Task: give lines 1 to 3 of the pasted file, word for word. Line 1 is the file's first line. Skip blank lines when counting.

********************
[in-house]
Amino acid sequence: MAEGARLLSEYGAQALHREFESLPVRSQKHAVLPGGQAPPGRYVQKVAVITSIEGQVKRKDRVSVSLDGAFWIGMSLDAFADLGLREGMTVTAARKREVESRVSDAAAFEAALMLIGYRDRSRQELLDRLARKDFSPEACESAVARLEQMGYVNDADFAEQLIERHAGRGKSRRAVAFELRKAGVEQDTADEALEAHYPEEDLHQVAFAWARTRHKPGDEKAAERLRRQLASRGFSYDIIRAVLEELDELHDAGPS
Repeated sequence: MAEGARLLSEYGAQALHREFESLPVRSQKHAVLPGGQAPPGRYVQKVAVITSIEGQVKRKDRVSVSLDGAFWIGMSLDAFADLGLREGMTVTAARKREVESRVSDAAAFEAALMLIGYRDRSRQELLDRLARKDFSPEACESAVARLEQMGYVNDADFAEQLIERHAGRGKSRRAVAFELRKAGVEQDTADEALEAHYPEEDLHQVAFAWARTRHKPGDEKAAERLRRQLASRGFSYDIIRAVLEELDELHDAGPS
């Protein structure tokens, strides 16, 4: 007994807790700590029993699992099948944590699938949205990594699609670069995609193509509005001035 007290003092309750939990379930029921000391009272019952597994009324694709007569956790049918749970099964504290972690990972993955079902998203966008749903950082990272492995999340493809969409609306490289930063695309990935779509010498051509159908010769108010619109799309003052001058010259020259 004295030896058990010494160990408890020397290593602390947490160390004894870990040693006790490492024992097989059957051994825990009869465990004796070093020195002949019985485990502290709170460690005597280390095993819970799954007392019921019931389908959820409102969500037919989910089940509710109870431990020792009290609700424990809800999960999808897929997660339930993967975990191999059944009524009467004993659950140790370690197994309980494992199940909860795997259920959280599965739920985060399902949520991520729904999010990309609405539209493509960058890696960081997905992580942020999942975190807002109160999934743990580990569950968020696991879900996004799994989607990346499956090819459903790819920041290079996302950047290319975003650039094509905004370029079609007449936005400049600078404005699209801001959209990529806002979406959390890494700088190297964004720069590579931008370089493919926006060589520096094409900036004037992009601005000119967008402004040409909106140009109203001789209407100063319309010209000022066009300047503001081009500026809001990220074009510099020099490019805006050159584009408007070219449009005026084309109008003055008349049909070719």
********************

[in-house]
Amino acid sequence: MAEGARLLSEYGAQALHREFESLPVRSQKHAVLPGGQAPPGRYVQKVAVITSIEGQVKRKDRVSVSLDGAFWIGMSLDAFADLGLREGMTVTAARKREVESRVSDAAAFEAALMLIGYRDRSRQELLDRLARKDFSPEACESAVARLEQMGYVNDADFAEQLIERHAGRGKSRRAVAFELRKAGVEQDTADEALEAHYPEEDLHQVAFAWARTRHKPGDEKAAERLRRQLASRGFSYDIIRAVLEELDELHDAGPS
Repeated sequence: MAEGARLLSEYGAQALHREFESLPVRSQKHAVLPGGQAPPGRYVQKVAVITSIEGQVKRKDRVSVSLDGAFWIGMSLDAFADLGLREGMTVTAARKREVESRVSDAAAFEAALMLIGYRDRSRQELLDRLARKDFSPEACESAVARLEQMGYVNDADFAEQLIERHAGRGKSRRAVAFELRKAGVEQDTADEALEAHYPEEDLHQVAFAWARTRHKPGDEKAAERLRRQLASRGFSYDIIRAVLEELDELHDAGPS